No Sarah, don't insult Yshua Bar-David, or "Jesus Christ" as the western world calls him. Whatever he may have been, be it man, god, prophet, philosopher or anything else, he was a man of honor. Insult what bigots and syphillis-heads do and say in his name.

      October 14, 2010 at 8:34 pm |
  5. Rob W

    First US congressman born in Asia - "Congressman Dalip Singh Saund was the first Asian American to be elected to the US Congress and to date remains the only Indian American." Read bio here: http://www.sikhpioneers.org/dalip.html

    August 12, 2010 at 1:18 pm |
  6. Rupinderjit Singh (Rubin Singh)

    I myself am a proud Sikh and I would never change my faith if I were running for a seat in the Government. I think Nikki Haley did something wrong when she did change her faith just to become Governor. When you are born a faith and raised with that faith you just don't change it just because people are discriminating against you. My opinion is that no matter what faith you should respect it and be proud of yourself and if you do want to change your faith you should do it because you want to not because you are forced to.

    June 20, 2010 at 10:01 pm |
    • Orion

      Hi Rupinderjit,

      A bit hypocritical of you to suggest that there is a problem with converting from one religion to another to better integrate as you obviously go by an anglicised name 'Rubin'.

      August 11, 2012 at 12:46 am |
  7. Rusty Freedom

    There WAS a day when non-Christians were regularily elected. There WAS a time in the US before laws were passed requiring a candidate be a Christian (many states still have this law). Many of our founding Fathers and first Presidents were deists and Unitarians (non-Christian). A lot of the earlier settlers came here to excape persecution from Christian Churches in Europe – they just couldn't them from following them here!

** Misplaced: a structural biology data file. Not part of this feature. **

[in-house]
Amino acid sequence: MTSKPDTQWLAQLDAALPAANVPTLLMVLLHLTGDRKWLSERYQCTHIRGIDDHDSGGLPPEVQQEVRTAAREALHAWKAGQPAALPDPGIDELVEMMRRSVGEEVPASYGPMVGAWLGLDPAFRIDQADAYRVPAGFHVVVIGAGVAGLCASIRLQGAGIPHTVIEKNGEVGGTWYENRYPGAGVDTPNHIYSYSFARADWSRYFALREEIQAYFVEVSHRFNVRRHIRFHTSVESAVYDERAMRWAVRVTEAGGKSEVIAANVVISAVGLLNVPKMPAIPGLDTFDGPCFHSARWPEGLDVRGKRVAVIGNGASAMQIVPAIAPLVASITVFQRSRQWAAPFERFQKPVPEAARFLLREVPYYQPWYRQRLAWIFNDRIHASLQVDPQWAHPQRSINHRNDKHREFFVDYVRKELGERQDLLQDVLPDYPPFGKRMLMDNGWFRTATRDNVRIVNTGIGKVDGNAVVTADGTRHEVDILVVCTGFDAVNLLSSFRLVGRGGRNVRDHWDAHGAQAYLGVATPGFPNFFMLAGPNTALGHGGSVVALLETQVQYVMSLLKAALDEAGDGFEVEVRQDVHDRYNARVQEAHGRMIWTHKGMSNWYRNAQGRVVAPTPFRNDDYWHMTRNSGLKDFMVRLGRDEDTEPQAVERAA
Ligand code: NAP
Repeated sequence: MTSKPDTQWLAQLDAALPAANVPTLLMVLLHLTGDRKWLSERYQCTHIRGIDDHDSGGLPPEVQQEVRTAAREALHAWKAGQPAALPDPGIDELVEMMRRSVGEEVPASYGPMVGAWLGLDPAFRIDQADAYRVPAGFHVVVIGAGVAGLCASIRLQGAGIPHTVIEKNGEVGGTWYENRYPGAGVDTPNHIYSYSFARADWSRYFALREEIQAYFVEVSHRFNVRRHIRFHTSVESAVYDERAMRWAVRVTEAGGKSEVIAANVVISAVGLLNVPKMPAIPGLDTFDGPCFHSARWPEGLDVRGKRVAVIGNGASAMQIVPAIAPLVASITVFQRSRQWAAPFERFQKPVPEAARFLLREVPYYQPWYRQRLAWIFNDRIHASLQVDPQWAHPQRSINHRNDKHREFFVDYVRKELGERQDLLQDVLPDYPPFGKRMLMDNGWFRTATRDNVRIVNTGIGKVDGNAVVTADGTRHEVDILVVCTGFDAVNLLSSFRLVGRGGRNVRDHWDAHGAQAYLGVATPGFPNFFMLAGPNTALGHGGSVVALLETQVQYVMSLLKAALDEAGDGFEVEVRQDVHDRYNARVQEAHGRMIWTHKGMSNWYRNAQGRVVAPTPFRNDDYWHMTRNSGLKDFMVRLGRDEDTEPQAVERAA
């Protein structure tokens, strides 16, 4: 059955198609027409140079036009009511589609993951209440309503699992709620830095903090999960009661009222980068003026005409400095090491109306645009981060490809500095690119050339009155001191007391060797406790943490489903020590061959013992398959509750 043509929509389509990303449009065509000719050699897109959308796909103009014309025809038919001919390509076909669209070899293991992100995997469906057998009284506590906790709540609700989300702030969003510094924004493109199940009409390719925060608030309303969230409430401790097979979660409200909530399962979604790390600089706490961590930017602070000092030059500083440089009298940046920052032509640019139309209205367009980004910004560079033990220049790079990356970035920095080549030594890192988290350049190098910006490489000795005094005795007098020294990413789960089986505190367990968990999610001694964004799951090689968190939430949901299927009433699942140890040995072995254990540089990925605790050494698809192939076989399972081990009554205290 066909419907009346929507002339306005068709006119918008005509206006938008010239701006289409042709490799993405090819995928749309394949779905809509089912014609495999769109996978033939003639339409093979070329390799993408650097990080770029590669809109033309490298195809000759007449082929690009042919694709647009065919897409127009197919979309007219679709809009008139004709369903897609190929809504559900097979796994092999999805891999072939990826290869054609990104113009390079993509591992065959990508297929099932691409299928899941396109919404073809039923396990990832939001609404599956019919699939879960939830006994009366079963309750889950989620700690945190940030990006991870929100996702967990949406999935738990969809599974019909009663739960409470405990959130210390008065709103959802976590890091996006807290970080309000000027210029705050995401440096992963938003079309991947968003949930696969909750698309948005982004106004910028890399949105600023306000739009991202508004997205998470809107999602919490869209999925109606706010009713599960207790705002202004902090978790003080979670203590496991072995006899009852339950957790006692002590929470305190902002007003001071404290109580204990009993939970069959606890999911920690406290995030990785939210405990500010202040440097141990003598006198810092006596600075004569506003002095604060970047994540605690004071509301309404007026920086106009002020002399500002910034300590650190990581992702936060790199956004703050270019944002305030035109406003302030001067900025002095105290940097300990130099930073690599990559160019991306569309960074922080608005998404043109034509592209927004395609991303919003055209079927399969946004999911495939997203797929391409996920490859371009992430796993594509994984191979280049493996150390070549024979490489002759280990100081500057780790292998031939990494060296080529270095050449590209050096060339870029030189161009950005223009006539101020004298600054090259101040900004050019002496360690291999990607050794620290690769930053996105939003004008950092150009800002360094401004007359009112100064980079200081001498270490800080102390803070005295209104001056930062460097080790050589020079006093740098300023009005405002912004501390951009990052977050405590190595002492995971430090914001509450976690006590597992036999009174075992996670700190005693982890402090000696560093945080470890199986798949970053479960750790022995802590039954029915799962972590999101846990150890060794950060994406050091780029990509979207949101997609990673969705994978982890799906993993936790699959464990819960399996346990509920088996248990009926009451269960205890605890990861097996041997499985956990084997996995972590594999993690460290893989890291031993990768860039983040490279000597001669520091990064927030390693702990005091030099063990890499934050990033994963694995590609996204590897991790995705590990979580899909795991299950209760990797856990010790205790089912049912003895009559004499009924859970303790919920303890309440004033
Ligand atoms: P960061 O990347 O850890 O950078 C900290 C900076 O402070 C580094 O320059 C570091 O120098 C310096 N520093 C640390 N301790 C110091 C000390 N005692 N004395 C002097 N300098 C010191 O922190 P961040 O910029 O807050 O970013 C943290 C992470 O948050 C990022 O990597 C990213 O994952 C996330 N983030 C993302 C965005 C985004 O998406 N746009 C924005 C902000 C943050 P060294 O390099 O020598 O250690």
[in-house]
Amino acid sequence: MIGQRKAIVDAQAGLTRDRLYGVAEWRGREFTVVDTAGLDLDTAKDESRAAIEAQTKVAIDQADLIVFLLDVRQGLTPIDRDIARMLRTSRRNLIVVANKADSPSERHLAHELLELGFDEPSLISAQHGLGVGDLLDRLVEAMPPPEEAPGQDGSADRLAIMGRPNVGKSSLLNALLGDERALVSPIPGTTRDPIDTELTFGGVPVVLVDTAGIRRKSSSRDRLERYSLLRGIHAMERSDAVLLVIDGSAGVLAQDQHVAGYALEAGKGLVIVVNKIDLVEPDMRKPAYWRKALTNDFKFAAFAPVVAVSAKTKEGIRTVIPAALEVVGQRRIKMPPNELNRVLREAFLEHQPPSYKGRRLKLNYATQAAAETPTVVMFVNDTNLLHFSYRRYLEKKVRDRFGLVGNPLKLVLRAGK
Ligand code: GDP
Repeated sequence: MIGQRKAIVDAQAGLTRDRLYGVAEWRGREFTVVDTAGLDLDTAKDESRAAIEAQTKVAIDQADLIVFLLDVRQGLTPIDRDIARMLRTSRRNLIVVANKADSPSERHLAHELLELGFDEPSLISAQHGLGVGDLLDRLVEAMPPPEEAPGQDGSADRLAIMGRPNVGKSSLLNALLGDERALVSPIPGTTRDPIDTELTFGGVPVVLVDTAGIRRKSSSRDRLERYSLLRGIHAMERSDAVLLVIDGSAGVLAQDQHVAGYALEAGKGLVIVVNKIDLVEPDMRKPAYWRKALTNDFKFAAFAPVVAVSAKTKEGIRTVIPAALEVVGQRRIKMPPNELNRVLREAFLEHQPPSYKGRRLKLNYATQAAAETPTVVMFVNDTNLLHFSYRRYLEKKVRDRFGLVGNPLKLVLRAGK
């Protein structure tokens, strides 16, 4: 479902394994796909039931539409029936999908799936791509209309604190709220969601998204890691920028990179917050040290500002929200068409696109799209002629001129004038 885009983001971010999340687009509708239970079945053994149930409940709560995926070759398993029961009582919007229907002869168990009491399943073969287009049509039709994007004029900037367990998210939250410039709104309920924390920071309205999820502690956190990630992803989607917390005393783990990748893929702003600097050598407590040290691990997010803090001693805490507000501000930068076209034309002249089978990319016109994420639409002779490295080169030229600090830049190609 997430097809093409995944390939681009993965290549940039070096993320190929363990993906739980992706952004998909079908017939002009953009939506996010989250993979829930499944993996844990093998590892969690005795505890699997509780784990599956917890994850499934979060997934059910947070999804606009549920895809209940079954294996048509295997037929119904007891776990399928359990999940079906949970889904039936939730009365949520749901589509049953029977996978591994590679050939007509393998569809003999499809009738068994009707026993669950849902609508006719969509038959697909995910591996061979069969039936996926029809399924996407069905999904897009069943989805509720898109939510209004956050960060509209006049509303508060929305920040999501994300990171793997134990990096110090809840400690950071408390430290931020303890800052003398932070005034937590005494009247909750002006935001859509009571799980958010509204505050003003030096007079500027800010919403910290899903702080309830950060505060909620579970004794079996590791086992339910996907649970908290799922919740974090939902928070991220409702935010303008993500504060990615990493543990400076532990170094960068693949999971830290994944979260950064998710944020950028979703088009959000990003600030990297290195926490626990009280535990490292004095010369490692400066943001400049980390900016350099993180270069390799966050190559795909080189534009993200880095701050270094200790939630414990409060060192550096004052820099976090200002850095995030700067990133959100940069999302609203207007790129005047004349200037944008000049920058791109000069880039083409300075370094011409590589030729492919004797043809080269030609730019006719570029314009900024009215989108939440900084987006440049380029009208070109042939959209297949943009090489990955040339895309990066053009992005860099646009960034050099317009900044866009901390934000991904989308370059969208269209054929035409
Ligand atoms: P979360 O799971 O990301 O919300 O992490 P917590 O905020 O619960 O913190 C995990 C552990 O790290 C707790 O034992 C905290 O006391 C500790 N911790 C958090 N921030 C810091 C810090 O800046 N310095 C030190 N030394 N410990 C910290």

June 18, 2010 at 1:03 pm |
  8. Paul

    Disagree. That day came the day Barack Hussein Obama was elected. However both Nikki Haley and Bobby Jindal changed their names a long time ago (when a Piyush or Nimrata probably didn't have much of a shot at high office) and probably have grown accustomed to their current forms. It's unfair to ask them to change their names back or expect them to.

    June 17, 2010 at 9:09 pm |
  9. Abd al-Latif

    Don't forget Obama. He "had to" convert too. I guess political power comes before faith.

    June 17, 2010 at 7:05 pm |
  10. huan

    sorry fellows !! i used to regard US as symbol of power and fraternity, a country where everyone is equally worthy of everything. i see it as homeland of racism now..!!!!!

    June 17, 2010 at 5:48 pm |
  11. TotalNonSense

    Religion is a sickness, Islam is a like a flesh eating virus that need to be stop at all cost.

    June 17, 2010 at 3:38 pm |
1 2
About this blog

The CNN Belief Blog covers the faith angles of the day's biggest stories, from breaking news to politics to entertainment, fostering a global conversation about the role of religion and belief in readers' lives. It's edited by CNN's Daniel Burke with contributions from Eric Marrapodi and CNN's worldwide news gathering team.